Despite being an official language of the northern Canadian territory of Nunavut, a lack of broadcasting in Inuktut (an umbrella term for Inuit dialects) has long hindered efforts to preserve the language and culture. But that’s set to change with the creation of a new independent television network: Inuit TV. Announced last week and set to debut later this year, the network – funded with CA$2.4m (€1.6m) from NTI, an organisation that represents Inuit interests – will deliver all its programming in Inuktut. Inuit TV president Alethea Arnaquq-Baril told CBC News that Nunavut simply doesn’t receive enough Inuktut programming from CBC or APTN (Aboriginal Peoples Television Network). The new broadcaster will showcase Inuit creators while also providing the population with information and entertainment in their first language. Although Inuit TV will also be made accessible online, conventional broadcasting reportedly remains the best way to reach Inuit homes due to unreliable internet across the massive region.

Hospitality / Global

Finishing touches

Hotels reopening for the summer season have been going out of their way to show guests how they will be kept safe. The Hoxton, which has properties in Paris (pictured), Amsterdam and London, has done away with everything you might not need in a room, including notepads and maps, and has made housekeeping available upon request. CitizenM has fast-tracked the launch of an app across its 15 properties globally, which is designed to ensure that as much of the hotel experience as possible can be contactless. The challenge, however, lies in reassuring guests that they can still receive a warm and personalised experience. Robin Chadha, CitizenM’s chief marketing officer, says that while guests can use their mobile phone to do everything from turning on the lights to ordering food, staff will always be available. “It’s like when airlines introduced apps with self check-in, it didn’t really take away from the experience of actually flying,” he says. “It just took away the hassle and the friction.” While technology can help, doing away with the human touch altogether could be costly too.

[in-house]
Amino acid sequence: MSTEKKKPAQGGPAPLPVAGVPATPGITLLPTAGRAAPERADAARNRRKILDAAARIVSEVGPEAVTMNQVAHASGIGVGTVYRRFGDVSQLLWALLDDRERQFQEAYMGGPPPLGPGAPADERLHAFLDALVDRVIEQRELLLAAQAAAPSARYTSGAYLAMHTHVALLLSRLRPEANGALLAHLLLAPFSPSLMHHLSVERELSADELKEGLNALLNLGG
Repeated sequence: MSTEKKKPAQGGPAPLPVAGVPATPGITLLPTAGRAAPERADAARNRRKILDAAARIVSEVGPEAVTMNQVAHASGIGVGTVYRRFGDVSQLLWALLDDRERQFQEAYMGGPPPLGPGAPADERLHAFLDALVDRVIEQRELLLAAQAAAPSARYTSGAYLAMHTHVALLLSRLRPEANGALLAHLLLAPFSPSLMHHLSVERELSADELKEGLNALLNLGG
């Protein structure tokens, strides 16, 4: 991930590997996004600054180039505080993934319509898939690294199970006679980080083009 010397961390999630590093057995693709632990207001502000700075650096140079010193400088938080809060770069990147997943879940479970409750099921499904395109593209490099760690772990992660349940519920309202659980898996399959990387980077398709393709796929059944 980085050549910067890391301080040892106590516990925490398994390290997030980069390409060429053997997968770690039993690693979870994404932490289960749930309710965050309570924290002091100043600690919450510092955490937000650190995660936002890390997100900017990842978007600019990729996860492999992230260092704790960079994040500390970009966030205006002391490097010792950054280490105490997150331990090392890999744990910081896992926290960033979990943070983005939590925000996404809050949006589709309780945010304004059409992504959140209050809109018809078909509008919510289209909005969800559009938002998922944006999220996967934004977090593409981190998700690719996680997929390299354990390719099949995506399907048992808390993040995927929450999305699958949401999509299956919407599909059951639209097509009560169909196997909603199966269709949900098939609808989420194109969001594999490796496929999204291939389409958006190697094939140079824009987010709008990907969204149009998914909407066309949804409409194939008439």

M24 / Eureka

Dash Water

Jack Scott and Alex Wright are the co-founders of Dash Water, which makes sparkling water using fruit and vegetables that would otherwise go to waste. Since launching in 2017, the UK brand has saved more than 250 tonnes of fruit and sold more than seven million cans.

Monocle Films / Spain

Creative Mallorca

Palma has kept its charm for young creatives despite its tourist-trodden streets. We meet the people keeping this city alive.